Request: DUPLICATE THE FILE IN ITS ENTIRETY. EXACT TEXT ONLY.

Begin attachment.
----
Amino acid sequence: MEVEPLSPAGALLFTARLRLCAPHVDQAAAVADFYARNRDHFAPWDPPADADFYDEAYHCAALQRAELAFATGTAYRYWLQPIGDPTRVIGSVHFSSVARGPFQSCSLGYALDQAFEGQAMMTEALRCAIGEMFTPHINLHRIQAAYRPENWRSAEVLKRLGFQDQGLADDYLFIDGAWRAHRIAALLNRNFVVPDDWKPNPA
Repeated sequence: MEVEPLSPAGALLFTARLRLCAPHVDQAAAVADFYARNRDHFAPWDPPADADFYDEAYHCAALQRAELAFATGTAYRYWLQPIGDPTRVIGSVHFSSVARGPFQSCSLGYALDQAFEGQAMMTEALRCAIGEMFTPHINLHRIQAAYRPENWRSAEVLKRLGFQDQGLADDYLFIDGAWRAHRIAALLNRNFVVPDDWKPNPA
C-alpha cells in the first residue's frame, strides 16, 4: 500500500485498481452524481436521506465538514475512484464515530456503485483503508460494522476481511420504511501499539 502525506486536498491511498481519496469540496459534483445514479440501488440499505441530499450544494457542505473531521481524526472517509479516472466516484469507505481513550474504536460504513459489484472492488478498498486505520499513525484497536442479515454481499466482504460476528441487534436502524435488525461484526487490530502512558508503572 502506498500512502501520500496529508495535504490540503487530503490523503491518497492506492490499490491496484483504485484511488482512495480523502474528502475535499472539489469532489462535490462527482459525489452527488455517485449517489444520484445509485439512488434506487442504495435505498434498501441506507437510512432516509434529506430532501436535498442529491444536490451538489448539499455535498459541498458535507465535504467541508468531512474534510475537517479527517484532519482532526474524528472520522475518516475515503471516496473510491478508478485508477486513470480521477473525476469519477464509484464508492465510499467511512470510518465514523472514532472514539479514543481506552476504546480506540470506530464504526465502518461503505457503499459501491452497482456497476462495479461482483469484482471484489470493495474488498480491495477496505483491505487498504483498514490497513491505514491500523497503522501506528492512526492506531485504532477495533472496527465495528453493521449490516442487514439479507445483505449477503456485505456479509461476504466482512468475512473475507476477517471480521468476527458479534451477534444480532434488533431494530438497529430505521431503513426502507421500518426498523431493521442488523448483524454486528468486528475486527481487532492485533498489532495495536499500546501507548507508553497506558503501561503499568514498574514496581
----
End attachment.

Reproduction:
Amino acid sequence: MEVEPLSPAGALLFTARLRLCAPHVDQAAAVADFYARNRDHFAPWDPPADADFYDEAYHCAALQRAELAFATGTAYRYWLQPIGDPTRVIGSVHFSSVARGPFQSCSLGYALDQAFEGQAMMTEALRCAIGEMFTPHINLHRIQAAYRPENWRSAEVLKRLGFQDQGLADDYLFIDGAWRAHRIAALLNRNFVVPDDWKPNPA
Repeated sequence: MEVEPLSPAGALLFTARLRLCAPHVDQAAAVADFYARNRDHFAPWDPPADADFYDEAYHCAALQRAELAFATGTAYRYWLQPIGDPTRVIGSVHFSSVARGPFQSCSLGYALDQAFEGQAMMTEALRCAIGEMFTPHINLHRIQAAYRPENWRSAEVLKRLGFQDQGLADDYLFIDGAWRAHRIAALLNRNFVVPDDWKPNPA
C-alpha cells in the first residue's frame, strides 16, 4: 500500500485498481452524481436521506465538514475512484464515530456503485483503508460494522476481511420504511501499539 502525506486536498491511498481519496469540496459534483445514479440501488440499505441530499450544494457542505473531521481524526472517509479516472466516484469507505481513550474504536460504513459489484472492488478498498486505520499513525484497536442479515454481499466482504460476528441487534436502524435488525461484526487490530502512558508503572 502506498500512502501520500496529508495535504490540503487530503490523503491518497492506492490499490491496484483504485484511488482512495480523502474528502475535499472539489469532489462535490462527482459525489452527488455517485449517489444520484445509485439512488434506487442504495435505498434498501441506507437510512432516509434529506430532501436535498442529491444536490451538489448539499455535498459541498458535507465535504467541508468531512474534510475537517479527517484532519482532526474524528472520522475518516475515503471516496473510491478508478485508477486513470480521477473525476469519477464509484464508492465510499467511512470510518465514523472514532472514539479514543481506552476504546480506540470506530464504526465502518461503505457503499459501491452497482456497476462495479461482483469484482471484489470493495474488498480491495477496505483491505487498504483498514490497513491505514491500523497503522501506528492512526492506531485504532477495533472496527465495528453493521449490516442487514439479507445483505449477503456485505456479509461476504466482512468475512473475507476477517471480521468476527458479534451477534444480532434488533431494530438497529430505521431503513426502507421500518426498523431493521442488523448483524454486528468486528475486527481487532492485533498489532495495536499500546501507548507508553497506558503501561503499568514498574514496581